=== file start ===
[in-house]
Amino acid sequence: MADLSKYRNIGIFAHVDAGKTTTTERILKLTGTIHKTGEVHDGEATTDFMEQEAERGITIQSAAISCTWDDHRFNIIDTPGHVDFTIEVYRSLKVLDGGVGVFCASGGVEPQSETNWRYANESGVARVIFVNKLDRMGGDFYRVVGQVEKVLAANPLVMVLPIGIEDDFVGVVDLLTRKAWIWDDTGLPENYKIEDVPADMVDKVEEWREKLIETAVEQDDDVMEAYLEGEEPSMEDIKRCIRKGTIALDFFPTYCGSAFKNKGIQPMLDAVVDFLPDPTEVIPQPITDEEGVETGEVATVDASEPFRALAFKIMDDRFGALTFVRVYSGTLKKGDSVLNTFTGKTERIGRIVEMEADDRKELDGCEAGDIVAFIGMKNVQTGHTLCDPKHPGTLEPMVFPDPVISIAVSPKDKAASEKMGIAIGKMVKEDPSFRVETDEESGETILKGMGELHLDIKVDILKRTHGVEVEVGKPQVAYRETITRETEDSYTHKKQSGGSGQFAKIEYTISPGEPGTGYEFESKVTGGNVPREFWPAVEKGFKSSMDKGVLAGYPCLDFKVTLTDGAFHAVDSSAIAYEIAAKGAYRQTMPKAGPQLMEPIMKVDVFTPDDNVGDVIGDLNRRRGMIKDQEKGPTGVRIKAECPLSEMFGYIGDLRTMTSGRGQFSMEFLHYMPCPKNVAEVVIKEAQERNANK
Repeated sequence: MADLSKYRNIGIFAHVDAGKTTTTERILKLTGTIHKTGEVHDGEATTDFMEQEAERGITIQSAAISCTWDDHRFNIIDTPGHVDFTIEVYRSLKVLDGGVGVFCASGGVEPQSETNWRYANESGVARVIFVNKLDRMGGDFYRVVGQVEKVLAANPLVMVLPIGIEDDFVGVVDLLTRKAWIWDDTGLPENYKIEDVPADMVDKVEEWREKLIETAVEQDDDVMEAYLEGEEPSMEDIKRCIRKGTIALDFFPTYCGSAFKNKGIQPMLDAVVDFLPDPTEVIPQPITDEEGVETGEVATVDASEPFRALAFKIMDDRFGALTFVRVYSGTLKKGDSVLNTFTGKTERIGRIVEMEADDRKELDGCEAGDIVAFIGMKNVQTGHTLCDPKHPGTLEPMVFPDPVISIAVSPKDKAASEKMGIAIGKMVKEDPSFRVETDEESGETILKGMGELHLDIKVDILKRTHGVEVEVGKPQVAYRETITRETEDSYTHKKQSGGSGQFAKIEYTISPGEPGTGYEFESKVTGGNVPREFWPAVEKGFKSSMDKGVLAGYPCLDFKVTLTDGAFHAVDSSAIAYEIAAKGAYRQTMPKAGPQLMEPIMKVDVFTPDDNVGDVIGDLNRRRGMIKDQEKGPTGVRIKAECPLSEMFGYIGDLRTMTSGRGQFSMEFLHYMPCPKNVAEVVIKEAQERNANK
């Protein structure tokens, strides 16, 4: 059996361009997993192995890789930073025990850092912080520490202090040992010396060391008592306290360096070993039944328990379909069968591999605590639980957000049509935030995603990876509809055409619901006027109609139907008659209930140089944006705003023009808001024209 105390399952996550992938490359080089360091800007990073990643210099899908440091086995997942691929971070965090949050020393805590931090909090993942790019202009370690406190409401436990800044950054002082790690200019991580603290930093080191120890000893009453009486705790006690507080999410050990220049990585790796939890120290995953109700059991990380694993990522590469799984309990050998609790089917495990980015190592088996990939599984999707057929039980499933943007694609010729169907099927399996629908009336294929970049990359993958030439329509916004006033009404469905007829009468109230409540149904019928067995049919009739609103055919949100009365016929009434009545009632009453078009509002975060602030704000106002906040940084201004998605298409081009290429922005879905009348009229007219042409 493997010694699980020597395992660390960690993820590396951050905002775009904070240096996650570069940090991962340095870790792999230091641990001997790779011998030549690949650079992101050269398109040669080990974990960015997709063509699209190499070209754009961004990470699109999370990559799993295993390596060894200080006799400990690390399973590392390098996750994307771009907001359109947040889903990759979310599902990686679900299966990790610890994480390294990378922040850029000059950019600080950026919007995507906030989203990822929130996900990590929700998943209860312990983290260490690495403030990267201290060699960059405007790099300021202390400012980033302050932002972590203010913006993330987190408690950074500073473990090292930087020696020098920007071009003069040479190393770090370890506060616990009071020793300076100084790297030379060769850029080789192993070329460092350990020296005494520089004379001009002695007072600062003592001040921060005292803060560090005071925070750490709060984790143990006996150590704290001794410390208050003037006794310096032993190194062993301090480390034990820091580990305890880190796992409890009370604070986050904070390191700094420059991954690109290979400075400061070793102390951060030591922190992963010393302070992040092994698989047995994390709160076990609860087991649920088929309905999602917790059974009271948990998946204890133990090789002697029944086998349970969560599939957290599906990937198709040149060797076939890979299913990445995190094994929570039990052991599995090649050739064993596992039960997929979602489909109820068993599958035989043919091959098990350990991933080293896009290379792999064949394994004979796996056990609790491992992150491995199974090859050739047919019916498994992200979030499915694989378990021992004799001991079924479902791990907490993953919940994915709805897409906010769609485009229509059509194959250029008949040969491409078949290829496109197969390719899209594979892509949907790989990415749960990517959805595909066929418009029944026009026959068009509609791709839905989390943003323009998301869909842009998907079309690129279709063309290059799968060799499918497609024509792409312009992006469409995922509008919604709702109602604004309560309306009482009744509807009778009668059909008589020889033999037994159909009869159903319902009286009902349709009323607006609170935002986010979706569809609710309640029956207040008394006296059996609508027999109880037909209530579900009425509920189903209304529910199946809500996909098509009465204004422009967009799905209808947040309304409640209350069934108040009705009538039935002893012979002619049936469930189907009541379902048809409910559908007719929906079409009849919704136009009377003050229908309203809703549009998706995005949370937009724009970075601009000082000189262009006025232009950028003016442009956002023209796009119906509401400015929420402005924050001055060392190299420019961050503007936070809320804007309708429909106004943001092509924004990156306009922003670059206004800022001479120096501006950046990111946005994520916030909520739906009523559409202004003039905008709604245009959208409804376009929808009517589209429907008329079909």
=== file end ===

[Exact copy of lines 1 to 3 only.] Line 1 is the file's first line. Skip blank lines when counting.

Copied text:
[in-house]
Amino acid sequence: MADLSKYRNIGIFAHVDAGKTTTTERILKLTGTIHKTGEVHDGEATTDFMEQEAERGITIQSAAISCTWDDHRFNIIDTPGHVDFTIEVYRSLKVLDGGVGVFCASGGVEPQSETNWRYANESGVARVIFVNKLDRMGGDFYRVVGQVEKVLAANPLVMVLPIGIEDDFVGVVDLLTRKAWIWDDTGLPENYKIEDVPADMVDKVEEWREKLIETAVEQDDDVMEAYLEGEEPSMEDIKRCIRKGTIALDFFPTYCGSAFKNKGIQPMLDAVVDFLPDPTEVIPQPITDEEGVETGEVATVDASEPFRALAFKIMDDRFGALTFVRVYSGTLKKGDSVLNTFTGKTERIGRIVEMEADDRKELDGCEAGDIVAFIGMKNVQTGHTLCDPKHPGTLEPMVFPDPVISIAVSPKDKAASEKMGIAIGKMVKEDPSFRVETDEESGETILKGMGELHLDIKVDILKRTHGVEVEVGKPQVAYRETITRETEDSYTHKKQSGGSGQFAKIEYTISPGEPGTGYEFESKVTGGNVPREFWPAVEKGFKSSMDKGVLAGYPCLDFKVTLTDGAFHAVDSSAIAYEIAAKGAYRQTMPKAGPQLMEPIMKVDVFTPDDNVGDVIGDLNRRRGMIKDQEKGPTGVRIKAECPLSEMFGYIGDLRTMTSGRGQFSMEFLHYMPCPKNVAEVVIKEAQERNANK
Repeated sequence: MADLSKYRNIGIFAHVDAGKTTTTERILKLTGTIHKTGEVHDGEATTDFMEQEAERGITIQSAAISCTWDDHRFNIIDTPGHVDFTIEVYRSLKVLDGGVGVFCASGGVEPQSETNWRYANESGVARVIFVNKLDRMGGDFYRVVGQVEKVLAANPLVMVLPIGIEDDFVGVVDLLTRKAWIWDDTGLPENYKIEDVPADMVDKVEEWREKLIETAVEQDDDVMEAYLEGEEPSMEDIKRCIRKGTIALDFFPTYCGSAFKNKGIQPMLDAVVDFLPDPTEVIPQPITDEEGVETGEVATVDASEPFRALAFKIMDDRFGALTFVRVYSGTLKKGDSVLNTFTGKTERIGRIVEMEADDRKELDGCEAGDIVAFIGMKNVQTGHTLCDPKHPGTLEPMVFPDPVISIAVSPKDKAASEKMGIAIGKMVKEDPSFRVETDEESGETILKGMGELHLDIKVDILKRTHGVEVEVGKPQVAYRETITRETEDSYTHKKQSGGSGQFAKIEYTISPGEPGTGYEFESKVTGGNVPREFWPAVEKGFKSSMDKGVLAGYPCLDFKVTLTDGAFHAVDSSAIAYEIAAKGAYRQTMPKAGPQLMEPIMKVDVFTPDDNVGDVIGDLNRRRGMIKDQEKGPTGVRIKAECPLSEMFGYIGDLRTMTSGRGQFSMEFLHYMPCPKNVAEVVIKEAQERNANK